We can’t escape capitalism. Our society puts so much emphasis on capitalism, to our detriment. There’s a strong connection between capitalism and mental health. You might be suffering from capitalism if you feel like you’re not good enough based on the demands capitalism creates. They’re ingrained in us from a young age. This is especially true for millennials.
None of us are immune to it, but learning how to escape capitalism as a millennial is no easy feat. Millennials have enough anxiety already without adding capitalism into the mix. Millennials see, more than other generations, how capitalism doesn’t work for them. They live the life they were told to live, do the blueprint of what capitalism says makes them successful, and then realise that it’s just creating burnout.
Millennials are overworked and burnt out, particularly during this pandemic we’re still all living through. They’re also one of the most underpaid generations, but oddly enough the most educated. Millennials were told that going to university means success. The expectation is go to university, get a good job, go to grad school, get a better job, and so on. The message implies that you’ll make more money with each step, but millennials are finding that’s not true. Then sneaky capitalism comes in and tells you that if you don’t work harder you’re lazy. The anxious millennial doesn’t know how to escape capitalism.
You might be suffering from capitalism if you’re an anxious millennial
Studies have shown that capitalism and mental health are connected. Capitalism presents what feels like a million choices: such as products to buy, jobs to have, and services to use. It can be overwhelming and anxiety-provoking to live in a capitalist world.
Capitalism causes anxiety and depression in all of us, but particularly in millennials. They don’t know how to escape capitalism because it’s been ingrained in their lives. The message is always to do more, be better, buy more, strive for more.
Honestly, it’s exhausting. Millennials have enough things wearing them down and causing burnout that capitalism is the last thing they need pushing them further into overwhelm and burnout.
Capitalism also creates alienation. As a society, in general, we’re tired, disconnected from each other, told to buy more, and work harder. The monetary inequity that our society faces alienates us by class and then from each other. We’re worried about the planet and future generations, but we’re also concerned with what we’re dealing with now.
For millennials, this alienation comes at a cost. Millennials are alienated from other generations. They’re alienated from each other. And they’re alienated from society as a whole. That’s enough to cause anxiety in and of itself, but millennials are primed to be anxious already. The demands placed on them and the stigma of being a millennial from older generations cause them to feel misunderstood and isolated.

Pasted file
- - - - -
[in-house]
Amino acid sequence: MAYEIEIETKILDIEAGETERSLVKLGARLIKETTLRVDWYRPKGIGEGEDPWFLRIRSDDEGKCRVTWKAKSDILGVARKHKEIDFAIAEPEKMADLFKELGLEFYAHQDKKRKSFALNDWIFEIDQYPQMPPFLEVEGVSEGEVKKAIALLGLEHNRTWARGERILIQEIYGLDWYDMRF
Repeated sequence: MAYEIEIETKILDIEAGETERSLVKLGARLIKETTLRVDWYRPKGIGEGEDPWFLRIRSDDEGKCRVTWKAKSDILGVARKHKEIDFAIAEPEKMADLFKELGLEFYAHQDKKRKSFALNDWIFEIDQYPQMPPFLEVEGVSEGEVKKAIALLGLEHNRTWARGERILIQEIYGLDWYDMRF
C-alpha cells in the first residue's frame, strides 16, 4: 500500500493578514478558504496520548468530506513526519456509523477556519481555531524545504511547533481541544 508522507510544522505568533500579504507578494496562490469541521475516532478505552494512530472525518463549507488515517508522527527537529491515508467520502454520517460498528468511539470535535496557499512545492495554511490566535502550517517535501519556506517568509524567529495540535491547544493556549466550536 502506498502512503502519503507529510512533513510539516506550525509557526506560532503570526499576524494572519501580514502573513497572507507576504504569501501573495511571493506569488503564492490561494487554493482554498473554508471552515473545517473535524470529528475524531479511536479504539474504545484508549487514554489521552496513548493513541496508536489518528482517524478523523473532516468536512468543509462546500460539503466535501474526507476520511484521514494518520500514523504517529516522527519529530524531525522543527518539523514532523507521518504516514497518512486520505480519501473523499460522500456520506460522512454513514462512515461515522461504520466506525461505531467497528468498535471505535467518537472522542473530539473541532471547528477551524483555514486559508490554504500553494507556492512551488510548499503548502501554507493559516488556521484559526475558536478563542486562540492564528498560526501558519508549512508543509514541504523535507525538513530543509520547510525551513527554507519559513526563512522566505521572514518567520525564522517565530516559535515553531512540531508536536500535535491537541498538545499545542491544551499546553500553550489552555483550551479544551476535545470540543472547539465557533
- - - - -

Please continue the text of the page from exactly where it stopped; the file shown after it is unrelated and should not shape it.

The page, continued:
How to escape capitalism
Are you a millennial who is wondering how to escape capitalism? Well, there’s no one easy answer. Some people say that millennials will need to ‘overthrow the system’ to escape capitalism. Some call the connection between capitalism and mental health for millennials anxiety, others call it panic.
Here are some key factors when talking about anxious millennials and capitalism:
- Increase in competition at work
- Increase in isolation from one another
- Economic security
Millennials are caught in the web that capitalism spun long before they were born. There’s a reason why many millennials lean towards socialism. In Australia, millennials are afraid of being priced out of housing. That same phenomenon is happening in the US as well. Gentrification has been pricing working people out of their neighbourhoods for the last few decades, but especially recently in urban areas.
And yet, millennials are seen as the people living in the cool, hip, newly gentrified neighbourhoods. But so many can’t afford them, despite having a decent-paying job. Because in our capitalist society, millennials don’t make enough to match the cost of living in the areas where they want to be. So many millennials working in urban jobs can’t afford to live anywhere close to their places of work.
So how do you escape capitalism? It would require an entire rewiring of the economic and political system we live in. And I’m not sure that millennials will see that happen in their lifetime.
Capitalism and mental health
The anxiety that millennials feel because of capitalism causes a direct hit to their mental health. Capitalism and mental health might not be linked by everything, but I think it’s important that we talk about how capitalism affects our mental health, particularly the millennial generation.
One of the effects of capitalism on our society is consumerism. We’re told to buy more, produce more, and consume more. The problem with consumerism is that it leaves the consumer ultimately dissatisfied and therefore feeds into the cycle by the need to buy or consume more or the ‘right’ things. We become dissatisfied and, and on an extreme level, feel empty.
This need fed by capitalist society to always strive for more sets us up for failure. Capitalism and mental health are connected by the overall dissatisfaction that leads to depression and anxiety that is felt by people in our society.
Millennials feel this deeply as they strive to undo the societal wrongs that generations before them have committed. In the end, we need to look at capitalism and mental health to help our clients struggling with anxiety and depression as a result of capitalism.
Danielle Wayne is a millennial therapist who specialises in working with millennials with anxiety and ADHD.
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